Part One: The Big Switch
2014 included an important milestone: internet users resoundingly showed their acceptance of file storage in the cloud despite absolutely huge threat events that we thought might put the brakes on.
Naturally, the 2013 Snowden leak of government data was the most dramatic — but also the most unlikely. Breaching a security agency makes everything seem less protected. But how many of us have the skills and opportunity to tunnel through that much security or even see a tunnel? Therefore, when you think about it, what are the chances that we are exposed to many such people at all?
Nonetheless, the fact that it happened and was not just a movie script made everyone sit up straight and think about things. And by the way, the scary part is that one person like Snowden could reach millions of other people; it doesn’t take very many experts to reach all of us.
Much closer to home, anyway, had been the earlier, incredible 2012 breach of journalist Matt Honan’s numerous “chained” online accounts involving Apple, Amazon, Twitter and Google, a horror story told in detail through Wired Magazine. Is there someone who does not use Apple, Amazon, Twitter OR Google? And the number of people who don’t use three of the four may be an even smaller number than the number of Snowden-level experts.
But also in 2013, Evernote had bad news for 50 million users when it was hacked. This was a different spin on things than was the alarming number of breaches of proprietary corporate systems, but after all, no Evernote “customer” controls Evernote’s security any more than Target’s or, now, SONY’s customers control those repositories and networks.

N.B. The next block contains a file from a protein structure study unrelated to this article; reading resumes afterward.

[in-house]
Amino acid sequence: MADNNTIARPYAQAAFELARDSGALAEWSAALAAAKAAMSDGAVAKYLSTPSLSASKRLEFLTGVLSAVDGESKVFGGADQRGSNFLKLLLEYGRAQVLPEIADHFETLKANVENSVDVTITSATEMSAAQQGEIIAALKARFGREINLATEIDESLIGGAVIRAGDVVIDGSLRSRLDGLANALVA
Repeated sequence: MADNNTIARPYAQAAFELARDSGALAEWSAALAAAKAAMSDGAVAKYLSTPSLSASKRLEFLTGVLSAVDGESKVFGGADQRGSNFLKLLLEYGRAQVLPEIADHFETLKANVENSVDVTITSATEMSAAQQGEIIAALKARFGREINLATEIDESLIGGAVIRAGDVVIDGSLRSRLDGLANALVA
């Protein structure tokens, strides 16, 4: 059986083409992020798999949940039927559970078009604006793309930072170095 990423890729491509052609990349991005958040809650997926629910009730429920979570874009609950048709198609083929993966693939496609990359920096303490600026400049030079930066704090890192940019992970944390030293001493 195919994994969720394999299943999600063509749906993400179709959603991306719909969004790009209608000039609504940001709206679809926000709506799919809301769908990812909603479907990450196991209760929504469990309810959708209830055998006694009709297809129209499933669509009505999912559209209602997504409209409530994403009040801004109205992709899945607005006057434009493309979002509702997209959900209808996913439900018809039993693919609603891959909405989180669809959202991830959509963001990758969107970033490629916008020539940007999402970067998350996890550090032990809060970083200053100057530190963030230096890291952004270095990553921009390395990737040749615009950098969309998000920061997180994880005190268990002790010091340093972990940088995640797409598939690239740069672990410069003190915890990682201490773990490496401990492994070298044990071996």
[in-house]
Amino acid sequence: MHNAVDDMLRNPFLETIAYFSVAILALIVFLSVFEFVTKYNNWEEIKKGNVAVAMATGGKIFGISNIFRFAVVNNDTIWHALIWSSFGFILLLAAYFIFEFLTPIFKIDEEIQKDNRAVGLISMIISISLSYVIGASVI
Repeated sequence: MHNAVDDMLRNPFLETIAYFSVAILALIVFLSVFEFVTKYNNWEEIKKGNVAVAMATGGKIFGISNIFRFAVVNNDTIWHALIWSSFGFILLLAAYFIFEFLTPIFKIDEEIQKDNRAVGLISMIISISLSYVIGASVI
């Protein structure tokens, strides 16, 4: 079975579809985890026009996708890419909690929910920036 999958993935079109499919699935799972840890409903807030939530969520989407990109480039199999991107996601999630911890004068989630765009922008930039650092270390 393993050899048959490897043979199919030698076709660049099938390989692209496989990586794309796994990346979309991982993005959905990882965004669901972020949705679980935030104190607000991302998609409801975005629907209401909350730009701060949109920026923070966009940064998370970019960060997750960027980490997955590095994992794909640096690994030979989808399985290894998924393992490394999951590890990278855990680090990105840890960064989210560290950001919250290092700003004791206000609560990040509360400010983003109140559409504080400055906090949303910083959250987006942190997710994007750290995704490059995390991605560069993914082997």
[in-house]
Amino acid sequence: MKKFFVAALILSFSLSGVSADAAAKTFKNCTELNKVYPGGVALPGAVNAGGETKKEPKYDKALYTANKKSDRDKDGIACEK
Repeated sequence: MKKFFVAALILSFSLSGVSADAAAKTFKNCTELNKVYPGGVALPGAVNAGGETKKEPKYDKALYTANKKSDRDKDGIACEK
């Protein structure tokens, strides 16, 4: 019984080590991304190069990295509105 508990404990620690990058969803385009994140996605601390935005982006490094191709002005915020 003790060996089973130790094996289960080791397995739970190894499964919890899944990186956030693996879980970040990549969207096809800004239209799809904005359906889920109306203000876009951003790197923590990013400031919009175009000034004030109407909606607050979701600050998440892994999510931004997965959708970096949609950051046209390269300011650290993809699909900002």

Ironically, even with the above “dark clouds” hanging over us, the fragility and cost of our own habits in sorting, organizing and saving information turns out to make online data storage better to have than to not have. We’ve looked at ourselves and decided which pain we would rather keep and which one to escape.
Now the matter is more about the ups and downs of what pain reliever to take. The problem with pain relievers is that great ones may require a prescription so they’re difficult to freely share, and mixing different ones is often a big No No for one reason or another.
However, those issues have hardly held anyone back.
So, the good news is that you can pretty much count on lots of things that matter to someone being in cloud storage instead of on a scrambled, failed, lost, stolen, or proprietary device.
Jump to Part Two: Intelligent Access